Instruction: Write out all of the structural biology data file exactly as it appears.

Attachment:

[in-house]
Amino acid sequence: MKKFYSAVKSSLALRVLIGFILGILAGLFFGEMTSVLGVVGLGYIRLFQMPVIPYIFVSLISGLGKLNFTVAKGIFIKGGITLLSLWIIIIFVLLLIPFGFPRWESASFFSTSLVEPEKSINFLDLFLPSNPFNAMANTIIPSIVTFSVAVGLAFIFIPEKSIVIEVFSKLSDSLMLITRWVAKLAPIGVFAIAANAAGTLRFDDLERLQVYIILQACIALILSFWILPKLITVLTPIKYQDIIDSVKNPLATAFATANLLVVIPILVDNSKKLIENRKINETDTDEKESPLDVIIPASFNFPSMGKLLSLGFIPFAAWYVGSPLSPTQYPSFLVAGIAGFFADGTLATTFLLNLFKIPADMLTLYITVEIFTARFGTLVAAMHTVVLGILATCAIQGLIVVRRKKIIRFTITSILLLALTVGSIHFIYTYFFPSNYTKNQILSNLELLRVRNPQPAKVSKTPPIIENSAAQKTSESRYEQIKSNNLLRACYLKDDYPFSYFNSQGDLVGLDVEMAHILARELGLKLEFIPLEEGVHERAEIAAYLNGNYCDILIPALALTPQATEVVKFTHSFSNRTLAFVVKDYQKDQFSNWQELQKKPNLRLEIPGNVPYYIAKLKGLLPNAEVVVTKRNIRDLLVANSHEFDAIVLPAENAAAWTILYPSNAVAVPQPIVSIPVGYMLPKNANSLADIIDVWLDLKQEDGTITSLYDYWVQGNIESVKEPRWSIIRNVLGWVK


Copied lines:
[in-house]
Amino acid sequence: MKKFYSAVKSSLALRVLIGFILGILAGLFFGEMTSVLGVVGLGYIRLFQMPVIPYIFVSLISGLGKLNFTVAKGIFIKGGITLLSLWIIIIFVLLLIPFGFPRWESASFFSTSLVEPEKSINFLDLFLPSNPFNAMANTIIPSIVTFSVAVGLAFIFIPEKSIVIEVFSKLSDSLMLITRWVAKLAPIGVFAIAANAAGTLRFDDLERLQVYIILQACIALILSFWILPKLITVLTPIKYQDIIDSVKNPLATAFATANLLVVIPILVDNSKKLIENRKINETDTDEKESPLDVIIPASFNFPSMGKLLSLGFIPFAAWYVGSPLSPTQYPSFLVAGIAGFFADGTLATTFLLNLFKIPADMLTLYITVEIFTARFGTLVAAMHTVVLGILATCAIQGLIVVRRKKIIRFTITSILLLALTVGSIHFIYTYFFPSNYTKNQILSNLELLRVRNPQPAKVSKTPPIIENSAAQKTSESRYEQIKSNNLLRACYLKDDYPFSYFNSQGDLVGLDVEMAHILARELGLKLEFIPLEEGVHERAEIAAYLNGNYCDILIPALALTPQATEVVKFTHSFSNRTLAFVVKDYQKDQFSNWQELQKKPNLRLEIPGNVPYYIAKLKGLLPNAEVVVTKRNIRDLLVANSHEFDAIVLPAENAAAWTILYPSNAVAVPQPIVSIPVGYMLPKNANSLADIIDVWLDLKQEDGTITSLYDYWVQGNIESVKEPRWSIIRNVLGWVK